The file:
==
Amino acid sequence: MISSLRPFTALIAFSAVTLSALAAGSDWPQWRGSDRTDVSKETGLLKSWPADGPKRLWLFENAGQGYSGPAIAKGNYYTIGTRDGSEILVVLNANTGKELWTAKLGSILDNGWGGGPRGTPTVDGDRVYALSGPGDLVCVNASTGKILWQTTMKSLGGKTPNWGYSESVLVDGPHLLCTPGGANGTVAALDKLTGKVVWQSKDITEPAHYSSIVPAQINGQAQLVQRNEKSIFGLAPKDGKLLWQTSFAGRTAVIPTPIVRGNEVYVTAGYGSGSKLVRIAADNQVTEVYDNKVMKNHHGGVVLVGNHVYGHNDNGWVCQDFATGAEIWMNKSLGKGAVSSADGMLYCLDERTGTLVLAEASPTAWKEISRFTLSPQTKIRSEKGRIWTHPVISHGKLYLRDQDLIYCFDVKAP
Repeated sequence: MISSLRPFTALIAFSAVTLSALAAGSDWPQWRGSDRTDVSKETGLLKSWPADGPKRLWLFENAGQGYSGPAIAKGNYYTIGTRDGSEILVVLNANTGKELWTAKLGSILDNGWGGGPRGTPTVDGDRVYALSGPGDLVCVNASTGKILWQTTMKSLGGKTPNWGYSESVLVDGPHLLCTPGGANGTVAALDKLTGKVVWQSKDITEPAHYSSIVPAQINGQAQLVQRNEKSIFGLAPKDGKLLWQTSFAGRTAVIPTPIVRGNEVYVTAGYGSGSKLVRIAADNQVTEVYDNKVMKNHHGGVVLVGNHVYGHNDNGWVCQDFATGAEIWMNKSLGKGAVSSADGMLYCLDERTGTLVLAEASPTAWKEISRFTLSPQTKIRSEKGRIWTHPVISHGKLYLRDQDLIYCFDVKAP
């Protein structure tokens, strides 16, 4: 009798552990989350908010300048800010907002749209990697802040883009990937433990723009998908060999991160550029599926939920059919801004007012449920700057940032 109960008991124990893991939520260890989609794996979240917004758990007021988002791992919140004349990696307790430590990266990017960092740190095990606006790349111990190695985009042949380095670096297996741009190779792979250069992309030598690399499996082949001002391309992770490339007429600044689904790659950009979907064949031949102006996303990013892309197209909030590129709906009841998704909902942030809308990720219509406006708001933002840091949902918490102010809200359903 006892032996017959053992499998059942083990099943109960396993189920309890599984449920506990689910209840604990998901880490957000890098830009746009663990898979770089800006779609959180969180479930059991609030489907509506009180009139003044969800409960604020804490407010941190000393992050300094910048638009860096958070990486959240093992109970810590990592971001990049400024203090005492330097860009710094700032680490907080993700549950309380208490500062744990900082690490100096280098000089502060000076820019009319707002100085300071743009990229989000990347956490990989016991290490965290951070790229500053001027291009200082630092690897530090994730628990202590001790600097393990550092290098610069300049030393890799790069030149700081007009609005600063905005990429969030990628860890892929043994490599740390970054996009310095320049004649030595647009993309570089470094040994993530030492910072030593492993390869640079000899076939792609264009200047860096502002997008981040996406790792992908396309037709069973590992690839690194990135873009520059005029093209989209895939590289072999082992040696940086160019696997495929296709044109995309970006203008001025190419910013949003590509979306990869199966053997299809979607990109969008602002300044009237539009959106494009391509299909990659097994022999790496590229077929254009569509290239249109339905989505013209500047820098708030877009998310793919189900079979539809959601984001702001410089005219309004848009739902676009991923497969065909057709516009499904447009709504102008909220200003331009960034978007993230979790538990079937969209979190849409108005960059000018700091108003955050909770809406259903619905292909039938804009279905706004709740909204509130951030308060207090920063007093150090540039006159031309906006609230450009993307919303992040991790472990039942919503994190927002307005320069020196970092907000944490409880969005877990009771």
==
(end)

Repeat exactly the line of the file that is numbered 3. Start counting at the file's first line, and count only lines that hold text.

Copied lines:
């Protein structure tokens, strides 16, 4: 009798552990989350908010300048800010907002749209990697802040883009990937433990723009998908060999991160550029599926939920059919801004007012449920700057940032 109960008991124990893991939520260890989609794996979240917004758990007021988002791992919140004349990696307790430590990266990017960092740190095990606006790349111990190695985009042949380095670096297996741009190779792979250069992309030598690399499996082949001002391309992770490339007429600044689904790659950009979907064949031949102006996303990013892309197209909030590129709906009841998704909902942030809308990720219509406006708001933002840091949902918490102010809200359903 006892032996017959053992499998059942083990099943109960396993189920309890599984449920506990689910209840604990998901880490957000890098830009746009663990898979770089800006779609959180969180479930059991609030489907509506009180009139003044969800409960604020804490407010941190000393992050300094910048638009860096958070990486959240093992109970810590990592971001990049400024203090005492330097860009710094700032680490907080993700549950309380208490500062744990900082690490100096280098000089502060000076820019009319707002100085300071743009990229989000990347956490990989016991290490965290951070790229500053001027291009200082630092690897530090994730628990202590001790600097393990550092290098610069300049030393890799790069030149700081007009609005600063905005990429969030990628860890892929043994490599740390970054996009310095320049004649030595647009993309570089470094040994993530030492910072030593492993390869640079000899076939792609264009200047860096502002997008981040996406790792992908396309037709069973590992690839690194990135873009520059005029093209989209895939590289072999082992040696940086160019696997495929296709044109995309970006203008001025190419910013949003590509979306990869199966053997299809979607990109969008602002300044009237539009959106494009391509299909990659097994022999790496590229077929254009569509290239249109339905989505013209500047820098708030877009998310793919189900079979539809959601984001702001410089005219309004848009739902676009991923497969065909057709516009499904447009709504102008909220200003331009960034978007993230979790538990079937969209979190849409108005960059000018700091108003955050909770809406259903619905292909039938804009279905706004709740909204509130951030308060207090920063007093150090540039006159031309906006609230450009993307919303992040991790472990039942919503994190927002307005320069020196970092907000944490409880969005877990009771």